Oil lurched to new 12-year lows before paring some losses yesterday, with some traders betting a rout triggered by fears over China demand and swelling US stockpiles had run its course, for now.
Global benchmark Brent crude fell as much as 6% to nearly $32 (€29) a barrel, its lowest level since at least April 2004, as another free-fall in the Chinese stock market rattled investors already concerned by the world glut in crude.
But in New York trade, Brent pared those losses as some traders took profits after prices slid nearly 14% in four days.
“I’ll say it’s oversold on a short-term basis, though I am an oil bear,” said Tariq Zahir, who trades mostly longer-dated spreads in US West Texas Intermediate crude futures (WTI) for the Long Island, New York-based Tyche Capital Advisors fund.
“There’s covering and also some panic buying in an attempt to support WTI at above $32.”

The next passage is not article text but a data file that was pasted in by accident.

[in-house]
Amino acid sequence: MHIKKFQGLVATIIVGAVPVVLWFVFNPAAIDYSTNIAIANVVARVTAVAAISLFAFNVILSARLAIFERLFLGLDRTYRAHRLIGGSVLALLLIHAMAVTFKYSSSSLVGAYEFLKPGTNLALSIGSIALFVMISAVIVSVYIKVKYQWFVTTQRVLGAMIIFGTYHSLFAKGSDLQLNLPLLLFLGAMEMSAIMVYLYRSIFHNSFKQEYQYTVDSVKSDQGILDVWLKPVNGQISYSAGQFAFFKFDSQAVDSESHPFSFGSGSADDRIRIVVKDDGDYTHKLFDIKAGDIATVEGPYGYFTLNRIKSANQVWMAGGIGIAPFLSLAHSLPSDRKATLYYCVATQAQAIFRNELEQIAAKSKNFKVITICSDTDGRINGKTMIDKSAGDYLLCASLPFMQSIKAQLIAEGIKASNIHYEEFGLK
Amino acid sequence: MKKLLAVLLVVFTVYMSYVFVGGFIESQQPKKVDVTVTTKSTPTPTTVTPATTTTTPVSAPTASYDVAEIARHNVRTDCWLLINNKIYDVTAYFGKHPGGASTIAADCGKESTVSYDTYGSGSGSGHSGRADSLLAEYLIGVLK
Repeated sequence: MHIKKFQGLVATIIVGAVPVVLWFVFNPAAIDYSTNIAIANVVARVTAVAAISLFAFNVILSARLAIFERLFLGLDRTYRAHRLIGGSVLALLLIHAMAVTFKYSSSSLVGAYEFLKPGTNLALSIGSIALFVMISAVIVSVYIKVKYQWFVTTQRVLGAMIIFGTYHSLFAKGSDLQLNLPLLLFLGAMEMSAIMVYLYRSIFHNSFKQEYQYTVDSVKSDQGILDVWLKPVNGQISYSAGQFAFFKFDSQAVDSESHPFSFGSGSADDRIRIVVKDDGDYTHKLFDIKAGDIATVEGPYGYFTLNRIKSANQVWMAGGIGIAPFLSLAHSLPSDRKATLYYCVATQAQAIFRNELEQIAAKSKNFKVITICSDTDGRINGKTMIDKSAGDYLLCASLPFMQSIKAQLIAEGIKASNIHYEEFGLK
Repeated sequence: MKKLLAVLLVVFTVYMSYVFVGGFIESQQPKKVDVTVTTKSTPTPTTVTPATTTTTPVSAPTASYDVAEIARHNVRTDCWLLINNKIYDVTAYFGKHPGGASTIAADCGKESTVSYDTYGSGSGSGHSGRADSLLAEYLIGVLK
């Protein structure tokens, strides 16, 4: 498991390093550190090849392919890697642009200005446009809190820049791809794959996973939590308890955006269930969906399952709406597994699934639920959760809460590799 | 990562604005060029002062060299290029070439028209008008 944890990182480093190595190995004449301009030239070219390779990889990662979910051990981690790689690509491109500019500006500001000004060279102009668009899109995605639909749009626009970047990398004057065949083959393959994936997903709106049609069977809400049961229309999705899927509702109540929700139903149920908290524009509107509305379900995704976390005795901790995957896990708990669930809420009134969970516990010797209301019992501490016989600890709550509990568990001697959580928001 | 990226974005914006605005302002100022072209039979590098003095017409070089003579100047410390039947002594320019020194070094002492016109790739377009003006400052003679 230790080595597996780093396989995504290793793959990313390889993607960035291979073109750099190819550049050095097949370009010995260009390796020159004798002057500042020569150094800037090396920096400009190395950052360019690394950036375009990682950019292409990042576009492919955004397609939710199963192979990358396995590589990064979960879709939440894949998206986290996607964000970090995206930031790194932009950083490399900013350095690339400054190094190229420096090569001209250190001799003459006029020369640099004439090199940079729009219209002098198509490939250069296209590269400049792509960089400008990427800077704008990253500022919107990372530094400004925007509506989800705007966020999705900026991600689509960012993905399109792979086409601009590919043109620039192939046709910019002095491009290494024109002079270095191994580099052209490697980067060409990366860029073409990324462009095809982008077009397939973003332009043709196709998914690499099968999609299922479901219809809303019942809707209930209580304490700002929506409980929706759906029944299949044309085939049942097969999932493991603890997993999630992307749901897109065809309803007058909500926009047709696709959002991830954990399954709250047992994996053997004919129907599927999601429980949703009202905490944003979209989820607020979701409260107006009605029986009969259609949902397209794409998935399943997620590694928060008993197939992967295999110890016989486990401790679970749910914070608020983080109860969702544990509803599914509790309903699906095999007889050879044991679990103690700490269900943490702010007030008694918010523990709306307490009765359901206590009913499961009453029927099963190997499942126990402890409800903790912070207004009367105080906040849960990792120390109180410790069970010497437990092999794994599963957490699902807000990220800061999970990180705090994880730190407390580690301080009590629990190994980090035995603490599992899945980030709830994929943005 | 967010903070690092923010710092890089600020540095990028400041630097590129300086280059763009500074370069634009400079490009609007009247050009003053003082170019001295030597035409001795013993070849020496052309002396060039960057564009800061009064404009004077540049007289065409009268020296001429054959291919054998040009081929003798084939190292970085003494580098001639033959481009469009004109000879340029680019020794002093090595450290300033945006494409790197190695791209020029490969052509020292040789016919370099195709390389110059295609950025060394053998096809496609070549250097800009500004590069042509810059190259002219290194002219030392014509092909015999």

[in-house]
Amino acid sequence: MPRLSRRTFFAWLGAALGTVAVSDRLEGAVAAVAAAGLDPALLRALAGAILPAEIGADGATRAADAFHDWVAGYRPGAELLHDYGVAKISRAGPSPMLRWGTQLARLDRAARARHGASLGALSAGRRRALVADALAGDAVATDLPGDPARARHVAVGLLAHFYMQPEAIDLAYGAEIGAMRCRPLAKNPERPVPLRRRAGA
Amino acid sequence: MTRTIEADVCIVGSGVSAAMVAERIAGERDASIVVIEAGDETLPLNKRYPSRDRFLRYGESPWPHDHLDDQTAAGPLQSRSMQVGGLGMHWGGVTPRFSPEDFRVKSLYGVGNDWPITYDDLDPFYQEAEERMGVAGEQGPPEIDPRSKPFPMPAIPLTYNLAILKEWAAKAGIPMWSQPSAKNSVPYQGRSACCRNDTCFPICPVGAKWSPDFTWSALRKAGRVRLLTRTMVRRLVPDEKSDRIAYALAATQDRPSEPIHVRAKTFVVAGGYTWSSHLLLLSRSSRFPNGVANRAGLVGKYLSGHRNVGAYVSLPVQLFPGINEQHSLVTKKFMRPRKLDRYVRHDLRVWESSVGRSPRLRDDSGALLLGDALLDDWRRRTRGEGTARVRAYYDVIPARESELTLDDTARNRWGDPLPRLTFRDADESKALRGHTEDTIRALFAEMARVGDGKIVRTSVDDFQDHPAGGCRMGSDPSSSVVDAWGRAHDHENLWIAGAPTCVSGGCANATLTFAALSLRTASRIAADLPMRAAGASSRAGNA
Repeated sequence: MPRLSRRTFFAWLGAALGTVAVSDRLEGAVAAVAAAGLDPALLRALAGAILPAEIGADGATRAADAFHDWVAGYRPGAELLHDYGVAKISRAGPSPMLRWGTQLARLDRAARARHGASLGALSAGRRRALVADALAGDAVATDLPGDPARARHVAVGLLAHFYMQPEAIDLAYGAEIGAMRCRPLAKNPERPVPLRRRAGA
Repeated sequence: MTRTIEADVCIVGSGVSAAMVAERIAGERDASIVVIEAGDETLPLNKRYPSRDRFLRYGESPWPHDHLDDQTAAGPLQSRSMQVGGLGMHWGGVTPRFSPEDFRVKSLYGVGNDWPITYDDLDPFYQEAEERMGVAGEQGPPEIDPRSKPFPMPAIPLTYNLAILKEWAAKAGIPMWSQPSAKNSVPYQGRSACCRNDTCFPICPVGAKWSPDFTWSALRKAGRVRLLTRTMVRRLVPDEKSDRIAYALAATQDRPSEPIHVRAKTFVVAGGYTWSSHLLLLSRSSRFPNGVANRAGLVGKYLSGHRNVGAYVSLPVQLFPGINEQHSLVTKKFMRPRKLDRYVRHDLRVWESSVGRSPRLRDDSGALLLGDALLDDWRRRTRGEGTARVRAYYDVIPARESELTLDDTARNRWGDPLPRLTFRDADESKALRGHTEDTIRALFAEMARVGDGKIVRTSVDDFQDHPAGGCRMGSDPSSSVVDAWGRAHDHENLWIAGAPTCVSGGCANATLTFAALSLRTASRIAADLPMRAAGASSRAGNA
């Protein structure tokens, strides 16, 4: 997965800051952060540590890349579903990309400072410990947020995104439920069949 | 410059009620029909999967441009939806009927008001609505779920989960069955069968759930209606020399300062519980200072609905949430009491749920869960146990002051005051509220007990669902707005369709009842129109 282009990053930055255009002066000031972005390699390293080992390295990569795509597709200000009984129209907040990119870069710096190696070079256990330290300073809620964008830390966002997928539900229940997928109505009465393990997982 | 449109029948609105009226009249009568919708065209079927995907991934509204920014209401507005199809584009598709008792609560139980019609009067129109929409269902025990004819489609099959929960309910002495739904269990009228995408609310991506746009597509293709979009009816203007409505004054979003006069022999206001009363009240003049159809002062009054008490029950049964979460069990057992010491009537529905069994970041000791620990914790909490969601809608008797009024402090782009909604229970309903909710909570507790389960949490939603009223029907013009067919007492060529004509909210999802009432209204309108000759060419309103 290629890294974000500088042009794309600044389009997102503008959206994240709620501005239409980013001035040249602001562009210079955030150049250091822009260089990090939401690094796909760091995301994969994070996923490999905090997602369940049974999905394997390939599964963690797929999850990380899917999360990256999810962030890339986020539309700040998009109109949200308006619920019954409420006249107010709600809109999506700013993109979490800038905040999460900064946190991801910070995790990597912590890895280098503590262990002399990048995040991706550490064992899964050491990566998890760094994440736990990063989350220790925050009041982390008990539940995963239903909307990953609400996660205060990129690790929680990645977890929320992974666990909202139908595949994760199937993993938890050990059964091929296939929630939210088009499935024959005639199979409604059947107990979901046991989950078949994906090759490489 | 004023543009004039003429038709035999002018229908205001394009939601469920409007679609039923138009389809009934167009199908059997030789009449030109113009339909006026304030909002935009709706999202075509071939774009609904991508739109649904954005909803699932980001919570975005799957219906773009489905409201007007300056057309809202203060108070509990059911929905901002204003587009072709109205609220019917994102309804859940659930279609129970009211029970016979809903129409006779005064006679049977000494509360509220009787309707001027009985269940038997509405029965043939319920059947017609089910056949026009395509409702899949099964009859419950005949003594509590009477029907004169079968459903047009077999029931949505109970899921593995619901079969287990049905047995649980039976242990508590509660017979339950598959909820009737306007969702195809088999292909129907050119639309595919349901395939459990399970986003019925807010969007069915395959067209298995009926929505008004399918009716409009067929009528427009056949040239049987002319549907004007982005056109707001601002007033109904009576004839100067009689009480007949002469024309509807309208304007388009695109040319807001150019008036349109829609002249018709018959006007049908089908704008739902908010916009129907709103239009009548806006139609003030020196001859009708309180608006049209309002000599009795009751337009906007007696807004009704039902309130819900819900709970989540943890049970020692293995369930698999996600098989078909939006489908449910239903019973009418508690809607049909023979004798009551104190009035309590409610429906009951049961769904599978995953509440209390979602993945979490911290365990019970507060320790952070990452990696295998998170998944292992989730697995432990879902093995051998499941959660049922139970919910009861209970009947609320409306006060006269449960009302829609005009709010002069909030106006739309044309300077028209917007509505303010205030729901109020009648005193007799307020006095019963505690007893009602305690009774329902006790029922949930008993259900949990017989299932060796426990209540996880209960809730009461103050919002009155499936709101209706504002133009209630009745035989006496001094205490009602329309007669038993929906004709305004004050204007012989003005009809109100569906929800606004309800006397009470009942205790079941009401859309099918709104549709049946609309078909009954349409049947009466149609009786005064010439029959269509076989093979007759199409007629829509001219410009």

Brent was 25 cents lower at $33.98 a barrel after sliding during European trading to a low of $32.16, a level last seen in April 2004.
WTI was down 50 cents at $33.47, after hitting a low of $32.10, their lowest since late 2003.
China allowed its yuan currency to slip yesterday, sending regional currencies and stock markets tumbling globally.
Stock market trading was suspended less than half an hour after opening after sharp falls triggered a new circuit-breaking mechanism for a second time since its introduction this week.
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